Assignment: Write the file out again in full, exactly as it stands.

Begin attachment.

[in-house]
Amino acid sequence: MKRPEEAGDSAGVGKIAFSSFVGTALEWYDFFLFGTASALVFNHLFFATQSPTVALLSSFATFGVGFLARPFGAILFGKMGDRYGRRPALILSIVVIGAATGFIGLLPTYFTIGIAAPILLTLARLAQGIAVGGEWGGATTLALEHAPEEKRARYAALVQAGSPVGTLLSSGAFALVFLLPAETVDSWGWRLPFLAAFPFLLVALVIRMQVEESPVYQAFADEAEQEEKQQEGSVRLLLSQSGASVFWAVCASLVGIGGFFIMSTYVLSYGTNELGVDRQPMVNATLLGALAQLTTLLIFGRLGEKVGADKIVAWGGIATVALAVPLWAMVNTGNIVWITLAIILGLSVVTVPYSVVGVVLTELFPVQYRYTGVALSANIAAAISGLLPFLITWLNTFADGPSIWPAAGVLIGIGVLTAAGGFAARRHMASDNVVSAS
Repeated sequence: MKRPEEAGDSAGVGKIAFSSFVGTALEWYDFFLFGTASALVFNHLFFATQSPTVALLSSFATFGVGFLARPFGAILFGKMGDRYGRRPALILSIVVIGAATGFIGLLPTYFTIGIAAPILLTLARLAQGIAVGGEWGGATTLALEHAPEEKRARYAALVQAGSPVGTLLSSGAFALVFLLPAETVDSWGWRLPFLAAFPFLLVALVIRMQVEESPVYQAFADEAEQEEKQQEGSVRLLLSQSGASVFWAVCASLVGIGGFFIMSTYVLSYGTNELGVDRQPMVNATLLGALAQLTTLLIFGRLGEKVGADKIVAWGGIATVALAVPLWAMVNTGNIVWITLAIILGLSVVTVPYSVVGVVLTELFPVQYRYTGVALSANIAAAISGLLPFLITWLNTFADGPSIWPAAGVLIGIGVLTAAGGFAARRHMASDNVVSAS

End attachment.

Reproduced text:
[in-house]
Amino acid sequence: MKRPEEAGDSAGVGKIAFSSFVGTALEWYDFFLFGTASALVFNHLFFATQSPTVALLSSFATFGVGFLARPFGAILFGKMGDRYGRRPALILSIVVIGAATGFIGLLPTYFTIGIAAPILLTLARLAQGIAVGGEWGGATTLALEHAPEEKRARYAALVQAGSPVGTLLSSGAFALVFLLPAETVDSWGWRLPFLAAFPFLLVALVIRMQVEESPVYQAFADEAEQEEKQQEGSVRLLLSQSGASVFWAVCASLVGIGGFFIMSTYVLSYGTNELGVDRQPMVNATLLGALAQLTTLLIFGRLGEKVGADKIVAWGGIATVALAVPLWAMVNTGNIVWITLAIILGLSVVTVPYSVVGVVLTELFPVQYRYTGVALSANIAAAISGLLPFLITWLNTFADGPSIWPAAGVLIGIGVLTAAGGFAARRHMASDNVVSAS
Repeated sequence: MKRPEEAGDSAGVGKIAFSSFVGTALEWYDFFLFGTASALVFNHLFFATQSPTVALLSSFATFGVGFLARPFGAILFGKMGDRYGRRPALILSIVVIGAATGFIGLLPTYFTIGIAAPILLTLARLAQGIAVGGEWGGATTLALEHAPEEKRARYAALVQAGSPVGTLLSSGAFALVFLLPAETVDSWGWRLPFLAAFPFLLVALVIRMQVEESPVYQAFADEAEQEEKQQEGSVRLLLSQSGASVFWAVCASLVGIGGFFIMSTYVLSYGTNELGVDRQPMVNATLLGALAQLTTLLIFGRLGEKVGADKIVAWGGIATVALAVPLWAMVNTGNIVWITLAIILGLSVVTVPYSVVGVVLTELFPVQYRYTGVALSANIAAAISGLLPFLITWLNTFADGPSIWPAAGVLIGIGVLTAAGGFAARRHMASDNVVSAS